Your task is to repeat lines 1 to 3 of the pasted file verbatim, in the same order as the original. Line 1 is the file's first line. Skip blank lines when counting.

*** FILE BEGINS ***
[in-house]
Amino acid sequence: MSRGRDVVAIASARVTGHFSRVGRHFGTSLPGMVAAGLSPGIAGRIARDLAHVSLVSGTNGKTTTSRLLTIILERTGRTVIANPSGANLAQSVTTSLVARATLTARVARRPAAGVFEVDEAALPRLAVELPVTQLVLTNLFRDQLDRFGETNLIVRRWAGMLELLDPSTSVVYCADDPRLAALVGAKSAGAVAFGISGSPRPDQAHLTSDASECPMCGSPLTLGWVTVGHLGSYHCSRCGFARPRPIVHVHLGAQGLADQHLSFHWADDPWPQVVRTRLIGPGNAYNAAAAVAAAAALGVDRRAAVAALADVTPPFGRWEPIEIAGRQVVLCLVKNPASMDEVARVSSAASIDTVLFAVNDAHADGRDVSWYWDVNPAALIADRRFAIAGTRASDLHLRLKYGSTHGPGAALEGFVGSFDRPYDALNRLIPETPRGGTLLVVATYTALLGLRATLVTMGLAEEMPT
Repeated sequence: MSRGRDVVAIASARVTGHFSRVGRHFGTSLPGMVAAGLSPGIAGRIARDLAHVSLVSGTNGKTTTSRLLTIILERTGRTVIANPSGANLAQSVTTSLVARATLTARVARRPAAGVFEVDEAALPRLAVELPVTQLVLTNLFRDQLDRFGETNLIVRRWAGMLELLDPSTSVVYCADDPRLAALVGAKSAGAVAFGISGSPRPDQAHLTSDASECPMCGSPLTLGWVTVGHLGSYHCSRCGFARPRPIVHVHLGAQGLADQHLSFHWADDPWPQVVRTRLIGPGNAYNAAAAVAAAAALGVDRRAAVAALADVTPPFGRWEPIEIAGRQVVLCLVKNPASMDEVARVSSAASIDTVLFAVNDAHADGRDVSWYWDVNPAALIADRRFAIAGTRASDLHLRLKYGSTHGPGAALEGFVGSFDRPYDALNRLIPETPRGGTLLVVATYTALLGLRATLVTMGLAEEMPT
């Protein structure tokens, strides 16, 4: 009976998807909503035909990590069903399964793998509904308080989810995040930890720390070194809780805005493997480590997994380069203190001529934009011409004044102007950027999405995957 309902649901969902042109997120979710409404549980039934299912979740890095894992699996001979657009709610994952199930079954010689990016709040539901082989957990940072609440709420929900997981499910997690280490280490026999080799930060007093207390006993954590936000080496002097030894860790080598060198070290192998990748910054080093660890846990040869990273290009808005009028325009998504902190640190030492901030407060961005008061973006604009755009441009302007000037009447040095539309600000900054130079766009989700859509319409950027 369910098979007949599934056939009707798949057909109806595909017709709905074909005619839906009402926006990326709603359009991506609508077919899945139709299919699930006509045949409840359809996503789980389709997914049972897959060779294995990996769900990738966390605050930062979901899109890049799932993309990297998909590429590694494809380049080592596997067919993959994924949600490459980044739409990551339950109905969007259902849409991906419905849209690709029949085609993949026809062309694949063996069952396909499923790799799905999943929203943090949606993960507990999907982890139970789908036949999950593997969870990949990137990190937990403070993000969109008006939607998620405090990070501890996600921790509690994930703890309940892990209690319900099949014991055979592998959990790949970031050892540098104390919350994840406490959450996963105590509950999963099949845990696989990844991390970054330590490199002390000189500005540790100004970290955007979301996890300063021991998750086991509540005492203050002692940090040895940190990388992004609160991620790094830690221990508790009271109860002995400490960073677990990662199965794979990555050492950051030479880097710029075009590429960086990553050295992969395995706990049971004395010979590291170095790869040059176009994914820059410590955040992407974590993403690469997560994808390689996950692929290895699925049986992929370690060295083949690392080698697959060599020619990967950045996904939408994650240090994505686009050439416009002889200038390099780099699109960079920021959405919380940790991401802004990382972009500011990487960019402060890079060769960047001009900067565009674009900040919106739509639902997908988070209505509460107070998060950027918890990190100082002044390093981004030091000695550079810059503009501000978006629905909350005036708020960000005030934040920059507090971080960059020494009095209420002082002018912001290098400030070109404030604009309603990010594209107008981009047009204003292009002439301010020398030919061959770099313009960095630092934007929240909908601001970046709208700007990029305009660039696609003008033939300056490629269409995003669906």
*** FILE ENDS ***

[in-house]
Amino acid sequence: MSRGRDVVAIASARVTGHFSRVGRHFGTSLPGMVAAGLSPGIAGRIARDLAHVSLVSGTNGKTTTSRLLTIILERTGRTVIANPSGANLAQSVTTSLVARATLTARVARRPAAGVFEVDEAALPRLAVELPVTQLVLTNLFRDQLDRFGETNLIVRRWAGMLELLDPSTSVVYCADDPRLAALVGAKSAGAVAFGISGSPRPDQAHLTSDASECPMCGSPLTLGWVTVGHLGSYHCSRCGFARPRPIVHVHLGAQGLADQHLSFHWADDPWPQVVRTRLIGPGNAYNAAAAVAAAAALGVDRRAAVAALADVTPPFGRWEPIEIAGRQVVLCLVKNPASMDEVARVSSAASIDTVLFAVNDAHADGRDVSWYWDVNPAALIADRRFAIAGTRASDLHLRLKYGSTHGPGAALEGFVGSFDRPYDALNRLIPETPRGGTLLVVATYTALLGLRATLVTMGLAEEMPT
Repeated sequence: MSRGRDVVAIASARVTGHFSRVGRHFGTSLPGMVAAGLSPGIAGRIARDLAHVSLVSGTNGKTTTSRLLTIILERTGRTVIANPSGANLAQSVTTSLVARATLTARVARRPAAGVFEVDEAALPRLAVELPVTQLVLTNLFRDQLDRFGETNLIVRRWAGMLELLDPSTSVVYCADDPRLAALVGAKSAGAVAFGISGSPRPDQAHLTSDASECPMCGSPLTLGWVTVGHLGSYHCSRCGFARPRPIVHVHLGAQGLADQHLSFHWADDPWPQVVRTRLIGPGNAYNAAAAVAAAAALGVDRRAAVAALADVTPPFGRWEPIEIAGRQVVLCLVKNPASMDEVARVSSAASIDTVLFAVNDAHADGRDVSWYWDVNPAALIADRRFAIAGTRASDLHLRLKYGSTHGPGAALEGFVGSFDRPYDALNRLIPETPRGGTLLVVATYTALLGLRATLVTMGLAEEMPT